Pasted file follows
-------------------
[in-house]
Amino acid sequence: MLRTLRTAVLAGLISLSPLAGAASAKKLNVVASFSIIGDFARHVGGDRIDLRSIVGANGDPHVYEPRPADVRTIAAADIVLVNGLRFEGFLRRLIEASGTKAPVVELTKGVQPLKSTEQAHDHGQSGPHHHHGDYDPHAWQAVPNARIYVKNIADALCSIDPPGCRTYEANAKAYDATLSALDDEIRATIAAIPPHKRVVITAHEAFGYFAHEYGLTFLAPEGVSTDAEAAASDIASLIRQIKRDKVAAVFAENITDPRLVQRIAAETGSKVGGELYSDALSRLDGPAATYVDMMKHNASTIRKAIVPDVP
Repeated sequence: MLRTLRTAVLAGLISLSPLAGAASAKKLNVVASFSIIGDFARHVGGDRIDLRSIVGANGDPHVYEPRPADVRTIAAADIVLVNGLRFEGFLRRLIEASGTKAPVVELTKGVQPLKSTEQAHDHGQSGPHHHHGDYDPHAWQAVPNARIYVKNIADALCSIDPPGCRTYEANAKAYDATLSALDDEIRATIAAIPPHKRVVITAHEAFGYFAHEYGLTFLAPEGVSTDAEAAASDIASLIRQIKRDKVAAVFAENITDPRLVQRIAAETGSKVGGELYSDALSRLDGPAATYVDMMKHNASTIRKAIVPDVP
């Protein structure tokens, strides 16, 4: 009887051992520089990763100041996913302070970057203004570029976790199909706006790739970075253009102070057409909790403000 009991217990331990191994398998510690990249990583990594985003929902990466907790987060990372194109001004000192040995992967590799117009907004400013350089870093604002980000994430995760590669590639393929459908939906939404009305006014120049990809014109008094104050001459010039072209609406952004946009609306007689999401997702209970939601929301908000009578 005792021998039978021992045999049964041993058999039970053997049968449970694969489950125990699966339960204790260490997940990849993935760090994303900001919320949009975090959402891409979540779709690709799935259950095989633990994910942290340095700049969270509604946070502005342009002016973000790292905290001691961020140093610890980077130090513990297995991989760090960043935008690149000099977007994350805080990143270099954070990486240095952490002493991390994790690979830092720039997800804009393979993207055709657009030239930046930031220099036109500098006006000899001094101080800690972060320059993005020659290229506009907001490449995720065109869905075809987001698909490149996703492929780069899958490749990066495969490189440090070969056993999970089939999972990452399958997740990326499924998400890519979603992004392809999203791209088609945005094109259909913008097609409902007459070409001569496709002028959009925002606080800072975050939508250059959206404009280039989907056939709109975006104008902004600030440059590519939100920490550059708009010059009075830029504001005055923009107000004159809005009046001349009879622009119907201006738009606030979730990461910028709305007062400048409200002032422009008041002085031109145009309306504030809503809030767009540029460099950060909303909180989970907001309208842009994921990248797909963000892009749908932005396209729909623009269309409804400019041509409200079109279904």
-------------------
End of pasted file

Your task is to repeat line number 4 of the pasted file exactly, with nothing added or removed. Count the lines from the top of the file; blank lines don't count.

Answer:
């Protein structure tokens, strides 16, 4: 009887051992520089990763100041996913302070970057203004570029976790199909706006790739970075253009102070057409909790403000 009991217990331990191994398998510690990249990583990594985003929902990466907790987060990372194109001004000192040995992967590799117009907004400013350089870093604002980000994430995760590669590639393929459908939906939404009305006014120049990809014109008094104050001459010039072209609406952004946009609306007689999401997702209970939601929301908000009578 005792021998039978021992045999049964041993058999039970053997049968449970694969489950125990699966339960204790260490997940990849993935760090994303900001919320949009975090959402891409979540779709690709799935259950095989633990994910942290340095700049969270509604946070502005342009002016973000790292905290001691961020140093610890980077130090513990297995991989760090960043935008690149000099977007994350805080990143270099954070990486240095952490002493991390994790690979830092720039997800804009393979993207055709657009030239930046930031220099036109500098006006000899001094101080800690972060320059993005020659290229506009907001490449995720065109869905075809987001698909490149996703492929780069899958490749990066495969490189440090070969056993999970089939999972990452399958997740990326499924998400890519979603992004392809999203791209088609945005094109259909913008097609409902007459070409001569496709002028959009925002606080800072975050939508250059959206404009280039989907056939709109975006104008902004600030440059590519939100920490550059708009010059009075830029504001005055923009107000004159809005009046001349009879622009119907201006738009606030979730990461910028709305007062400048409200002032422009008041002085031109145009309306504030809503809030767009540029460099950060909303909180989970907001309208842009994921990248797909963000892009749908932005396209729909623009269309409804400019041509409200079109279904």